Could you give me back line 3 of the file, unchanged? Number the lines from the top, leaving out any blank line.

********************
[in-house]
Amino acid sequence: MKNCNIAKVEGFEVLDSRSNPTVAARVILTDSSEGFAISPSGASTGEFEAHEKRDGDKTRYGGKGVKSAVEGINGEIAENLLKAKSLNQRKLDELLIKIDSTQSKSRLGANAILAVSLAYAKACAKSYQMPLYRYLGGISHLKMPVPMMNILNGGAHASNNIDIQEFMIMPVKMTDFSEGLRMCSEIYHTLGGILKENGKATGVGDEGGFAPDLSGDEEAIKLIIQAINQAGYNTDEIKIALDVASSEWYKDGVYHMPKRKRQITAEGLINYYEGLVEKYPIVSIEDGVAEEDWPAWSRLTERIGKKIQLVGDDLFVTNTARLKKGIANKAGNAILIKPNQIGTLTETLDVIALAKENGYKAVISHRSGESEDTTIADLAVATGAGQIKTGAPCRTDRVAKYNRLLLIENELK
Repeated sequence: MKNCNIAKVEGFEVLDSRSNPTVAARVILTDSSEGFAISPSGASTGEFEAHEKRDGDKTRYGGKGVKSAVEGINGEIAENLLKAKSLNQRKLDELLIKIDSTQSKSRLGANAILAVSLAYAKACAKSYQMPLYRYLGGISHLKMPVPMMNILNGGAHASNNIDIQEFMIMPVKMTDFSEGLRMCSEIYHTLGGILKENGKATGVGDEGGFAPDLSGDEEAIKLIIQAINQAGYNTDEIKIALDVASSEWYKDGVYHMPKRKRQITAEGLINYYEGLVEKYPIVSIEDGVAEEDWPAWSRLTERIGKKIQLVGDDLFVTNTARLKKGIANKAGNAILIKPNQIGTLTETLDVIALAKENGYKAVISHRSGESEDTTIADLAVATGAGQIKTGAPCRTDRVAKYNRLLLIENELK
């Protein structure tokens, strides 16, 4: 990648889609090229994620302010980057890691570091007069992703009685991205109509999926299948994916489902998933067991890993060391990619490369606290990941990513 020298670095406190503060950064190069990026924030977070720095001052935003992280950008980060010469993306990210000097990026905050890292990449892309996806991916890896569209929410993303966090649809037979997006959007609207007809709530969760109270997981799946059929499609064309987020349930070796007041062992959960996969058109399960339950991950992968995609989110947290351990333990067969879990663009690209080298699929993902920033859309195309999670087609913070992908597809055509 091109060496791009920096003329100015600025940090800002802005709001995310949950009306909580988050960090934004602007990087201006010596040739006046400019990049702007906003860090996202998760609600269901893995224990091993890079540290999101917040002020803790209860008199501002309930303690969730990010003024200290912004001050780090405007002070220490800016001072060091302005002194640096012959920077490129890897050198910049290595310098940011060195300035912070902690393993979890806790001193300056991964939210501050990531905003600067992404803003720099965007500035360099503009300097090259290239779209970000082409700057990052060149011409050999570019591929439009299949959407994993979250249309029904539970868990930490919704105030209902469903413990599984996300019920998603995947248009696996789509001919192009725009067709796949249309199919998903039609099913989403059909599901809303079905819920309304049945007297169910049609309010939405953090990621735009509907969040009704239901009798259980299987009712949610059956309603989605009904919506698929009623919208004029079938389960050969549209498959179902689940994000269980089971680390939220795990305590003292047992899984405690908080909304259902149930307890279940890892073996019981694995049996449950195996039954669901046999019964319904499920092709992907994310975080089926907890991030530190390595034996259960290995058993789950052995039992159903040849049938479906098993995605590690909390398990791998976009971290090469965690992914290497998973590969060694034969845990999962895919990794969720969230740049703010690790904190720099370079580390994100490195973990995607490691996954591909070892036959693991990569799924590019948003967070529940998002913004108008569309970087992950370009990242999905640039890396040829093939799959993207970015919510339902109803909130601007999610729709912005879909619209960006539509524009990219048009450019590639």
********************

Repeated sequence: MKNCNIAKVEGFEVLDSRSNPTVAARVILTDSSEGFAISPSGASTGEFEAHEKRDGDKTRYGGKGVKSAVEGINGEIAENLLKAKSLNQRKLDELLIKIDSTQSKSRLGANAILAVSLAYAKACAKSYQMPLYRYLGGISHLKMPVPMMNILNGGAHASNNIDIQEFMIMPVKMTDFSEGLRMCSEIYHTLGGILKENGKATGVGDEGGFAPDLSGDEEAIKLIIQAINQAGYNTDEIKIALDVASSEWYKDGVYHMPKRKRQITAEGLINYYEGLVEKYPIVSIEDGVAEEDWPAWSRLTERIGKKIQLVGDDLFVTNTARLKKGIANKAGNAILIKPNQIGTLTETLDVIALAKENGYKAVISHRSGESEDTTIADLAVATGAGQIKTGAPCRTDRVAKYNRLLLIENELK